The Industry Verification Statement is used as the primary means of identifying employers who have more than one worksite (establishment) with ten or more employees at each worksite. The Multiple Worksite Report is sent quarterly to multi employers, with two or more locations, to collect employment and wage data by worksite.
Nationally, the ES-202 report forms the backbone of such statistical series as Personal Income and Gross National Product.
Data provided to the Department of Employment by employers are held in strict confidence and are used only for specified statistical purposes. To protect the identity of cooperating firms the agency withholds publication of UI covered employment and wage data for any industry level meeting the following criteria: (1) The industry consists of fewer than three reporting units or (2) A single unit accounts for 80 percent or more of the industry's employment.
The Department of Employment has designated five regions for administrative and Labor Market Information purposes. This publication utilizes those regions with the addition of a "Nonclassified" area. Data are geographically coded as Nonclassified if the employer refuses to or cannot identify the location of a reporting unit, foreign locations, out-of-state locations, locations in more than one county, unknown locations, no primary county, or statewide. The "Northwest Region" includes: Big Horn, Fremont, Hot Springs, Park, and Washakie counties. The "Northeast Region" includes: Campbell, Crook, Johnson, Sheridan, and Weston counties. The "Southwest Region" includes: Lincoln, Sublette, Sweetwater, Teton and Uinta counties. The "Southeast Region" includes: Albany, Goshen, Laramie, Niobrara, and Platte counties. The "Central Region" includes: Carbon, Converse, and Natrona counties.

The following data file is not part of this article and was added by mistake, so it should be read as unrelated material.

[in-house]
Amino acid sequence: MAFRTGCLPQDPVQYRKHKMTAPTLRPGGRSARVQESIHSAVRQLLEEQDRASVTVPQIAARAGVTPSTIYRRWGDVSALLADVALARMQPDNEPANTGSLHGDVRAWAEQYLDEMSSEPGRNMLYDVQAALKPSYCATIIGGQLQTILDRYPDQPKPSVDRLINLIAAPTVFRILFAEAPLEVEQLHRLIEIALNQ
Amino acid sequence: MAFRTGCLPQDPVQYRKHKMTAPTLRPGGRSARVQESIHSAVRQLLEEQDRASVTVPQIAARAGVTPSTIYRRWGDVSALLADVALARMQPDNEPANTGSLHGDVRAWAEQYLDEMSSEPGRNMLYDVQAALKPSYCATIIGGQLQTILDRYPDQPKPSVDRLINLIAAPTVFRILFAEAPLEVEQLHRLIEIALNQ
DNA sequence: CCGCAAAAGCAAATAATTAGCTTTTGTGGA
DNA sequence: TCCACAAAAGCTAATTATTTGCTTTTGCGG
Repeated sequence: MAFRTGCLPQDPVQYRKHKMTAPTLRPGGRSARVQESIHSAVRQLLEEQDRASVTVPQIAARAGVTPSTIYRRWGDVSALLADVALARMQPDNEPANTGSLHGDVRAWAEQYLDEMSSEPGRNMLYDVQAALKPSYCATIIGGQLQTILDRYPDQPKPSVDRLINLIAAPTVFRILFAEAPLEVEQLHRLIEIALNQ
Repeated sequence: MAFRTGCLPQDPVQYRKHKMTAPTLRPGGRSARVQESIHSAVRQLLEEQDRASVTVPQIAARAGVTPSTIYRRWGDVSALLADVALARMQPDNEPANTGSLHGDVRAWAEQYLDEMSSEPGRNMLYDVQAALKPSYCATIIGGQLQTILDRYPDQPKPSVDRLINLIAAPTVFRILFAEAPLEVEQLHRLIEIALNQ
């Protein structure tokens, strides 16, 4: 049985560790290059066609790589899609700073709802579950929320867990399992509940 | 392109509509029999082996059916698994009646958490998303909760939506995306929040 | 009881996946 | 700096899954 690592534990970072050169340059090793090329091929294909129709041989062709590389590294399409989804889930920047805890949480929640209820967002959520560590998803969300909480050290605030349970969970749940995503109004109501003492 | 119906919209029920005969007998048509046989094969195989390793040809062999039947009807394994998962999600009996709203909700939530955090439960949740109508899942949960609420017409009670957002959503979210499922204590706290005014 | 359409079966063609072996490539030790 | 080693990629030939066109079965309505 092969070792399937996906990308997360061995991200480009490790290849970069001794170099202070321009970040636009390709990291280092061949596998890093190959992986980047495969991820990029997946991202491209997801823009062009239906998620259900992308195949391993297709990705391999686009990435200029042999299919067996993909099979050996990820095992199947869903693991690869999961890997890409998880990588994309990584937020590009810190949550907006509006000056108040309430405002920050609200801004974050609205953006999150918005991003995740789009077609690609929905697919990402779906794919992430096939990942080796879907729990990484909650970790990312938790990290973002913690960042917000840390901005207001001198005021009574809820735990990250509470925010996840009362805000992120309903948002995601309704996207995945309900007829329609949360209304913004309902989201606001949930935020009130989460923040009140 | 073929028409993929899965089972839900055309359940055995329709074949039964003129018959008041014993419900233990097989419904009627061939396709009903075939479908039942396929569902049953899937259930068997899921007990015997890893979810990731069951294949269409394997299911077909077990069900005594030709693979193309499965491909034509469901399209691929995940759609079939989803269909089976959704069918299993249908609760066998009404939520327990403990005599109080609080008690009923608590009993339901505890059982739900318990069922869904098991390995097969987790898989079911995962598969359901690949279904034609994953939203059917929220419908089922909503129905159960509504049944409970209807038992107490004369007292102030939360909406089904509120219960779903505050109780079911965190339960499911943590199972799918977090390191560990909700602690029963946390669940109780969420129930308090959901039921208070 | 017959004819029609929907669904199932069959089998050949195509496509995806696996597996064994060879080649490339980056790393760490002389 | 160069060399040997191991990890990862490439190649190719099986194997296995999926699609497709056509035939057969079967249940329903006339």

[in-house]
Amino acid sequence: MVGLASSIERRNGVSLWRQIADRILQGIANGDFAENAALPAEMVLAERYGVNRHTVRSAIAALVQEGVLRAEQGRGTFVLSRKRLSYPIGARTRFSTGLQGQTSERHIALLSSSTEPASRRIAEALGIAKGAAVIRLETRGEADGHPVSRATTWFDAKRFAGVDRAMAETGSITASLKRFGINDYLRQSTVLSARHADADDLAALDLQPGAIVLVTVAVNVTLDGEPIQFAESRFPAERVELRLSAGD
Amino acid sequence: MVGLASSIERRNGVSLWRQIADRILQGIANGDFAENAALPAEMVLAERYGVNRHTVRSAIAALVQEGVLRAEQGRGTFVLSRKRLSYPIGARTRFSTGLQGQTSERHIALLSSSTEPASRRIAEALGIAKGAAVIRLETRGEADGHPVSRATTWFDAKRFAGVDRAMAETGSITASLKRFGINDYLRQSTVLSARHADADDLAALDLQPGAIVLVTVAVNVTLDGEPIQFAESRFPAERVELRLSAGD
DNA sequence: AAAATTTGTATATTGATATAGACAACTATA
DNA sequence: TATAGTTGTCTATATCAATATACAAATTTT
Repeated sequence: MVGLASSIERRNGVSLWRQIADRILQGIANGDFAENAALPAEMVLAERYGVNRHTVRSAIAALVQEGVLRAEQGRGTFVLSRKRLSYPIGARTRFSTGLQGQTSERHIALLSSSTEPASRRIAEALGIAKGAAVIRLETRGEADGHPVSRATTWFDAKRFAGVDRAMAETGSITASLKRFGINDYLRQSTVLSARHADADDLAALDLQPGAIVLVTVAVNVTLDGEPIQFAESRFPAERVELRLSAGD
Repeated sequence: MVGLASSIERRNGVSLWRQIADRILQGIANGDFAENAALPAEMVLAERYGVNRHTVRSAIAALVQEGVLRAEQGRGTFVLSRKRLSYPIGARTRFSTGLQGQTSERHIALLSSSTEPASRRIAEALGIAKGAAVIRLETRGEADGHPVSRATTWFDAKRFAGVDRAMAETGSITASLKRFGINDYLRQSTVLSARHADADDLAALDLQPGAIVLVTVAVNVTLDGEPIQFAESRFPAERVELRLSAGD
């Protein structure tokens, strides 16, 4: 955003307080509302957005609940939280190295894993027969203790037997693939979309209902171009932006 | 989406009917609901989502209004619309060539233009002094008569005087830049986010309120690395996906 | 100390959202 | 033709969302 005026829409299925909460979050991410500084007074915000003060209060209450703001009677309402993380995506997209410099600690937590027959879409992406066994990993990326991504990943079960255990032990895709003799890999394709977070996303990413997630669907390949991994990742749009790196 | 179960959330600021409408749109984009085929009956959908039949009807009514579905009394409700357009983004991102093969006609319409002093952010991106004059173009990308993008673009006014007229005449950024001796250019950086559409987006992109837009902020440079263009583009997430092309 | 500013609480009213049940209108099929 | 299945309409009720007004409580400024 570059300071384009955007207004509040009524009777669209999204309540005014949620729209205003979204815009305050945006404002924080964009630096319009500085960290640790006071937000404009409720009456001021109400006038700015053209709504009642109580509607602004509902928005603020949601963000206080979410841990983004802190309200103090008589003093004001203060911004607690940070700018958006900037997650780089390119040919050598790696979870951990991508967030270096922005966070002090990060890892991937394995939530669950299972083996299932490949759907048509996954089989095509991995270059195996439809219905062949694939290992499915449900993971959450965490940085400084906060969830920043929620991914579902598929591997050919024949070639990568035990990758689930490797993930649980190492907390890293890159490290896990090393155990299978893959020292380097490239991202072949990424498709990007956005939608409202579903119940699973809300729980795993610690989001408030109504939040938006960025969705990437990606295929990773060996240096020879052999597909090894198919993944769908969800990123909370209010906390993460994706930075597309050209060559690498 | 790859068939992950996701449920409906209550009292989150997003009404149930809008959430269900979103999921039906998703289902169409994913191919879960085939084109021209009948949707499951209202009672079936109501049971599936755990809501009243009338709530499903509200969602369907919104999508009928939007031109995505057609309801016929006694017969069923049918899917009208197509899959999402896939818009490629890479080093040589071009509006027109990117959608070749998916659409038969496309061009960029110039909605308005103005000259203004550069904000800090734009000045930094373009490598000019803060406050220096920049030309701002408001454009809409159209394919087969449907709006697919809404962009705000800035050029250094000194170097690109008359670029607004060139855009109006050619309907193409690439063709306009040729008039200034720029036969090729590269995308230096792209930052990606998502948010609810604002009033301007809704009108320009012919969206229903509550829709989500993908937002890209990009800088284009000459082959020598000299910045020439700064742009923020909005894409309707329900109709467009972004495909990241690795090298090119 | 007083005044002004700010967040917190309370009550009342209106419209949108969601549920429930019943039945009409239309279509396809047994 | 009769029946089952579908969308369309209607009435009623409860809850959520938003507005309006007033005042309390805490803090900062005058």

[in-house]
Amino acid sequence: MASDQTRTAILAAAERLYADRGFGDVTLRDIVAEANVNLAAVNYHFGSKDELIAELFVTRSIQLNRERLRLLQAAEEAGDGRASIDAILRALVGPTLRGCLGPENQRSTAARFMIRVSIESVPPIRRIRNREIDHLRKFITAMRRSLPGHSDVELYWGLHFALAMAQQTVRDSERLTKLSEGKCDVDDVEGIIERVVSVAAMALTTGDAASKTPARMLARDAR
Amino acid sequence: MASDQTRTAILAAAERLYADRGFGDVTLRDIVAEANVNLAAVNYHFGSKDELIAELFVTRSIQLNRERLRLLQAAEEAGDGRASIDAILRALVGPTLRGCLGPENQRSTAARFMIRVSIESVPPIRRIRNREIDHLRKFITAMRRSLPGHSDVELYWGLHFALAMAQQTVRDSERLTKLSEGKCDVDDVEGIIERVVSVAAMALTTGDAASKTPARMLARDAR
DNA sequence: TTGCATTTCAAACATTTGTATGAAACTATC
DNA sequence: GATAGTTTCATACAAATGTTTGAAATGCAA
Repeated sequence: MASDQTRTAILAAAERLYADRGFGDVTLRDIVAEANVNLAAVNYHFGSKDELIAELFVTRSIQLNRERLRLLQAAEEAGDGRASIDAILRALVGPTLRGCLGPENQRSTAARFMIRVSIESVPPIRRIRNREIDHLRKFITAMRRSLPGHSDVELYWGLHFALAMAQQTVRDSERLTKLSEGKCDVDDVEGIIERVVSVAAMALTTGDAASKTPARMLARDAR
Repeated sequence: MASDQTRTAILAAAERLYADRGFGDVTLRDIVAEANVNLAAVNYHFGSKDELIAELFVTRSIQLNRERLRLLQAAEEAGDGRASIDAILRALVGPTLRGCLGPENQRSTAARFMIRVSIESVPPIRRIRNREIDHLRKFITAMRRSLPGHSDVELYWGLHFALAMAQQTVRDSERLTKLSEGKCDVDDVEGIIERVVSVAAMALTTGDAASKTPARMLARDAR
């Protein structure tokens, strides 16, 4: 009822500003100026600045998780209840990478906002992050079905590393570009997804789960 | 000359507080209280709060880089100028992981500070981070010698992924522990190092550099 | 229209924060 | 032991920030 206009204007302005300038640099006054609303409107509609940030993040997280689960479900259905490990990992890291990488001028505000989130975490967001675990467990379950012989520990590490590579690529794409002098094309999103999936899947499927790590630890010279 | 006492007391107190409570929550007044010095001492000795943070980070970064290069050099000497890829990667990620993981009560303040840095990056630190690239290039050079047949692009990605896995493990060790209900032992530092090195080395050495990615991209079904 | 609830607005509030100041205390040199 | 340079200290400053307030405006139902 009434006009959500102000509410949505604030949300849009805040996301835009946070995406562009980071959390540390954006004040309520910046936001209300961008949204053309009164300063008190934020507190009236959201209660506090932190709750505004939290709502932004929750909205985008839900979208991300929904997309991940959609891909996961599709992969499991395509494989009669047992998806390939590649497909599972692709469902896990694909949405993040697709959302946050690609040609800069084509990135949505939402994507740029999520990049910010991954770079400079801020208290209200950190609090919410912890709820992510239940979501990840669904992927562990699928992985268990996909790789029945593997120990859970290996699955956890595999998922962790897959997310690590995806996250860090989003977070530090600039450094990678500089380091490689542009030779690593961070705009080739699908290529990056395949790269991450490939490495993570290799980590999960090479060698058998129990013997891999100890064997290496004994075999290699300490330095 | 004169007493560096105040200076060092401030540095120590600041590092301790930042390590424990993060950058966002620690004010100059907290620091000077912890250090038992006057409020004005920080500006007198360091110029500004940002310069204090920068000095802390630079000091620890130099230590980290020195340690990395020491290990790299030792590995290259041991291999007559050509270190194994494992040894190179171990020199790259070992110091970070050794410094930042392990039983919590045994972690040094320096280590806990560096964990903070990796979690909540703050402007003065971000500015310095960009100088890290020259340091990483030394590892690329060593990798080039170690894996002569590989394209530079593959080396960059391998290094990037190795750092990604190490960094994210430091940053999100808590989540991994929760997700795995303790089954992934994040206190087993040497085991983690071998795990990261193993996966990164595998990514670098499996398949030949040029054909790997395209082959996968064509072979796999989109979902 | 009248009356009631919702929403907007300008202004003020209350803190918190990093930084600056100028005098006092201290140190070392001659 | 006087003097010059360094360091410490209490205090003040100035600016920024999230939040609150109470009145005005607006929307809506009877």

Public Administration data are represented as Federal, State, and Local ownerships with two- and three-digit SIC breakouts. Inclusive two- and three-digit breakouts are strictly in private ownership. Continued this year are two-digit breakouts for all ownerships by statewide, region, and county. Prior to 1989, publications of ES-202 data Covered UI Employment and Wages included only private industry, State, and Local Government.
Unemployment Insurance (UI) coverage under Wyoming Employment Security Law has been expanded twice in the past two decades. On January 1, 1972, coverage was extended to firms employing one or more workers, state institutions of higher learning (i.e. the University of Wyoming and seven junior colleges) and state hospitals. On January 1, 1978, coverage was extended to employees of state and local (city, county) governments, non-profit elementary and secondary schools, certain larger agricultural establishments, and certain domestic workers.
Wyoming law requires that employers provide coverage for employees if the firm: (1) has a payroll of $500 or more in a calendar year, or (2) acquires an organization, business, trade, or substantially all of the assets of an employer which is subject to the law at the time of the acquisition.
The classes of employment exempt from coverage under the Wyoming Employment Security Law are:
(1) Agricultural labor unless an employer has a payroll of $20,000 or more in any one quarter or employs ten or more workers for a part of one day for 20 weeks within a calendar year.
(2) Domestic help (persons employed as household help), unless earnings exceed $1000 in any one quarter.